The Internal Server Error tells you everything you need to know within the name. This error pops up when WordPress encounters an issue with your server, which it can’t diagnose more accurately.

Internal Server Error

If you notice, the error message recommends you contact your server administrator directly. However, we’ve had success troubleshooting the error manually, by trying the following approaches:

There’s a lot of trial and error involved in diagnosing the source of this error, but thankfully, the fixes themselves are rather straightforward.

5. Error Establishing a Database Connection

Every WordPress website relies on a unique database to work. This contains post comments, your posts and pages, and practically everything else related to your site. As such, and for WordPress to work, the platform needs to be able to pull data from the database.

Error Establishing a Database Connection

This error occurs when WordPress can’t establish a connection. In most cases, the error comes down to your credentials. WordPress stores those credentials within the wp-config.php file located within the root directory, which you can access via FTP using a program such as FileZilla.

Once you access the file, check if your username, password, and database name match those for your database. If you’re not sure, you can usually check this information within your hosting control panel.

How to Prevent WordPress Errors in the First Place (Quick Tips)

Ultimately, many WordPress errors have one thing in common – they’re caused by not keeping plugins or the CMS itself up to date. As far as online security goes, it’s essential to always use the latest version of any software you depend on – the same goes for your website.

By keeping plugins, themes, and WordPress’ core up to date, you can prevent a lot of errors right out of the gate. Beyond this, it’s important to backup your website, and that you do it often. In many cases, you can circumvent a long diagnostics process, revert your website to a recent backup, and be back up and running in a matter of minutes.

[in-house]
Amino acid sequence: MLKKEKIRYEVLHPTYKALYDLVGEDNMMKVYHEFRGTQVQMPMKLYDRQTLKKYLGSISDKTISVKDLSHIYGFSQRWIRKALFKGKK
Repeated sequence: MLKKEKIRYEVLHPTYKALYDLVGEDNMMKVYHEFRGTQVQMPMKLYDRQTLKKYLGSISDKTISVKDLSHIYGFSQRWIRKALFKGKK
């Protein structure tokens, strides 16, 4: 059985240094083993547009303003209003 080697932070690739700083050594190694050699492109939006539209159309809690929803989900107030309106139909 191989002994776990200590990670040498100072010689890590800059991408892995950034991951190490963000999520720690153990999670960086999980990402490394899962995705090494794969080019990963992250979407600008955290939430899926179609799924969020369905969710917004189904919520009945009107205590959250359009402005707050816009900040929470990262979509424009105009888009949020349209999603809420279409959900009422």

As for how often you should back up your website, daily is ideal. Plenty of web hosts will take care of daily backups for you. However, if this is not an option, you can always use a plugin to automate the process.


WordPress errors come in all shapes and sizes, but in general terms, you should be fine if you take basic security precautions. These include only using themes and plugins that get regular updates, creating regular backups of your website, installing the latest versions of WordPress as they come out, and more.

With a little precaution on your end, you might never even run into one of these common WordPress errors:

  1. The White Screen of Death
  2. A 502 Bad Gateway Error
  3. The 403 Forbidden Error
  4. An Internal Server Error
  5. An Error Establishing a Database Connection

Do you have any questions about how to prevent common WordPress errors? Let’s talk about them in the comments section below!


Will Morris is a staff writer at WordCandy. When he’s not writing about WordPress, he likes to gig his stand-up comedy routine on the local circuit.